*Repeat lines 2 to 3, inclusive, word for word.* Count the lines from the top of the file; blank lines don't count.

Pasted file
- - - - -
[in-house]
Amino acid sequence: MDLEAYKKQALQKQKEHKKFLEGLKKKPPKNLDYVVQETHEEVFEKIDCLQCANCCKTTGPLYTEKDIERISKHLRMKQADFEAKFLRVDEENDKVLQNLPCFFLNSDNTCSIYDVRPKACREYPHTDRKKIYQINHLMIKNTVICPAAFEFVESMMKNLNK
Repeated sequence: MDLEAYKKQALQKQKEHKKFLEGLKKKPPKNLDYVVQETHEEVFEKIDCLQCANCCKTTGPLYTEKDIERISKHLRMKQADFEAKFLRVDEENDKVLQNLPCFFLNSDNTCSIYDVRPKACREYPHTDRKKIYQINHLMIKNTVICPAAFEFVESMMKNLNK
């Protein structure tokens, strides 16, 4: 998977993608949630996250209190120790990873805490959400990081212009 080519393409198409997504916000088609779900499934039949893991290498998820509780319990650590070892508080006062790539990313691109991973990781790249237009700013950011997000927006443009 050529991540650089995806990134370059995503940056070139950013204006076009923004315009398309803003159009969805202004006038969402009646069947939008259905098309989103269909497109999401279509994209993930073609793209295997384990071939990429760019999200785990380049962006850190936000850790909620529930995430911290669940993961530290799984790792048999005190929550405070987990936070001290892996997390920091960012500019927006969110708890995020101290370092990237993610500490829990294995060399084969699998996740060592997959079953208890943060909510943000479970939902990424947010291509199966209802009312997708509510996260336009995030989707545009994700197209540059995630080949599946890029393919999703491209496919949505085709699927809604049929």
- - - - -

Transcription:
Amino acid sequence: MDLEAYKKQALQKQKEHKKFLEGLKKKPPKNLDYVVQETHEEVFEKIDCLQCANCCKTTGPLYTEKDIERISKHLRMKQADFEAKFLRVDEENDKVLQNLPCFFLNSDNTCSIYDVRPKACREYPHTDRKKIYQINHLMIKNTVICPAAFEFVESMMKNLNK
Repeated sequence: MDLEAYKKQALQKQKEHKKFLEGLKKKPPKNLDYVVQETHEEVFEKIDCLQCANCCKTTGPLYTEKDIERISKHLRMKQADFEAKFLRVDEENDKVLQNLPCFFLNSDNTCSIYDVRPKACREYPHTDRKKIYQINHLMIKNTVICPAAFEFVESMMKNLNK